Sometimes it’s a simple thing that gives quality management theory a challenge. For example:
Conventional practice for testing a clinical trial project system asserts the following: When tracing from a test result to the official Project Specification (PS), any discrepancy between the PS and the system requires failing the test step and then re-testing it again in a new test cycle after a correction interval. If we translate this assertion into other terms, the problem with this reasoning becomes obvious: The approach mandates that errors that occur only in the project specification document must result in failing the system – even though the system is perfectly correct. Impact on timelines and project costs are the unfortunate results of this convention.
A typical example: The PS for System XYZ, which outlines the setup configurations for the new project system, has an error in the table that describes the permitted treatment windows for each clinical visit. The PS says X plus or minus three days is permitted at Visit 2; the system is configured to allow four days. From client meetings and correspondence, it's certain that four days is correct-- that is, the system is entirely accurate. The only error that has occurred is that the team has forgotten to make the update to the project specification document prior to the start of testing.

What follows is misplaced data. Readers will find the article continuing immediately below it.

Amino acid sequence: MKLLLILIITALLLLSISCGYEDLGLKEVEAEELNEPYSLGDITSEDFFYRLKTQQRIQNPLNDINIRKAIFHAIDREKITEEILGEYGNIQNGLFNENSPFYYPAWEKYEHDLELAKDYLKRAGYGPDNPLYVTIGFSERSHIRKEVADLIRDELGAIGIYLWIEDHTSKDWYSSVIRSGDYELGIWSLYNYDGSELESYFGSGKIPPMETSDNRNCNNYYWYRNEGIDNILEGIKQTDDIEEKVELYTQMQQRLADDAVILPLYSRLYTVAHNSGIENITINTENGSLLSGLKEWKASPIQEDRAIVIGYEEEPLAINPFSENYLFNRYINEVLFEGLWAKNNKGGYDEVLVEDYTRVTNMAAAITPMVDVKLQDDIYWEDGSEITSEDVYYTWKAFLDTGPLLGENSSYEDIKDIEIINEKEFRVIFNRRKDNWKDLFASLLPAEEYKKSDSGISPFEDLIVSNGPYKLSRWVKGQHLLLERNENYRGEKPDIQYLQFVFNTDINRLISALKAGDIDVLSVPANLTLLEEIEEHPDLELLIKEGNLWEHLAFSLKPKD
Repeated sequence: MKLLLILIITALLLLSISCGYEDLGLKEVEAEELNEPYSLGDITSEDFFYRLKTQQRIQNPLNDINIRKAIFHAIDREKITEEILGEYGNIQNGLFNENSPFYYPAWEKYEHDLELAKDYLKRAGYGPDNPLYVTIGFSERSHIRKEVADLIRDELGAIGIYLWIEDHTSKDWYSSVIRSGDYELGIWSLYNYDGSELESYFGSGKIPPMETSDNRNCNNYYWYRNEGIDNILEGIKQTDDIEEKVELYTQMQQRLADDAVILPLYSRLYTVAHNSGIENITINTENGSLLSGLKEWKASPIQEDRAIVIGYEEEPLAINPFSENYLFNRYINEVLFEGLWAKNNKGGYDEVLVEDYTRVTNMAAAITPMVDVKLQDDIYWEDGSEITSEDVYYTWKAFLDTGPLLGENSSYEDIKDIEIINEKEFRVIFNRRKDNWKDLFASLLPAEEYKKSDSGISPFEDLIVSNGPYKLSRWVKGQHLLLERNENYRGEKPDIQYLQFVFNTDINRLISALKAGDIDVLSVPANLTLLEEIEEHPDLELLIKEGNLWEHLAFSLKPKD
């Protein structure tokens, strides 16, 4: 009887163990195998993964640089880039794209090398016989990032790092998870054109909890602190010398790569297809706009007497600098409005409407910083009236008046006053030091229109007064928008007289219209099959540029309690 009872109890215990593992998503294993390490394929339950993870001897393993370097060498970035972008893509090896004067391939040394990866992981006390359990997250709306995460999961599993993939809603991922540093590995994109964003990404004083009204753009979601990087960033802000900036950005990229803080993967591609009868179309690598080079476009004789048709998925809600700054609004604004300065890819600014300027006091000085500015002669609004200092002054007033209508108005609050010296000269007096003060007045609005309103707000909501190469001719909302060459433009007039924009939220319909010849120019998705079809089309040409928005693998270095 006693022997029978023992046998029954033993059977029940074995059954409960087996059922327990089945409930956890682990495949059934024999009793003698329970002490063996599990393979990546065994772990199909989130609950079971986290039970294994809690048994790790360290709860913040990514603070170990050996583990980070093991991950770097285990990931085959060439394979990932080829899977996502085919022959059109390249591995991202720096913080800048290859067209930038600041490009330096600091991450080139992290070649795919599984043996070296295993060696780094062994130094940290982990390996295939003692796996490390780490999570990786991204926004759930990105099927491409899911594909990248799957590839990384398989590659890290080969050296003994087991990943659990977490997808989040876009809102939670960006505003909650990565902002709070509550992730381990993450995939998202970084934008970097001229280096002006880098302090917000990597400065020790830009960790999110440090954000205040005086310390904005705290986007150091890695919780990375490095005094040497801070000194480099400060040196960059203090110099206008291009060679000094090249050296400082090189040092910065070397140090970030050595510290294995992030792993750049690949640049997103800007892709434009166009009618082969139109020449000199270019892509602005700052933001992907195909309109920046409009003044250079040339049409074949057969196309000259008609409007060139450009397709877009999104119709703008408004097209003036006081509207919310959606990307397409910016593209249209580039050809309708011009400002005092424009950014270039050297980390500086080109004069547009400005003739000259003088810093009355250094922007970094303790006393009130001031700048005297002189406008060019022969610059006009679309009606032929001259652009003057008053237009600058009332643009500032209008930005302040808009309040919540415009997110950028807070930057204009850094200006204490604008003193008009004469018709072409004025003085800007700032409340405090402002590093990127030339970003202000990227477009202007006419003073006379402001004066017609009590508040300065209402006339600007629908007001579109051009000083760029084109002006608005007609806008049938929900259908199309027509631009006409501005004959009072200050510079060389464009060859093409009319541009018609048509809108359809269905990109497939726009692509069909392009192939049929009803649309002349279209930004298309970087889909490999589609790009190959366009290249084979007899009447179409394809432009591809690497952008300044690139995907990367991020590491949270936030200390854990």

Veracity Logic takes the following view in such cases: When there is certainty and collateral confirmation that only the PS document needs to be corrected, Testers are instructed to mark the test step as a Pass and open a new case in our Issue Tracking System for the required PS Update. A unique tracking number is generated for the case and a discrepancy note including this number is added by the Tester to the test case/step. The Validation Summary Report for the entire testing process captures both the number of Passed and Failed test steps and the number and location of PS Updates required to be corrected (and the PS re-approved) prior to releasing the system for Client User Acceptance Testing.
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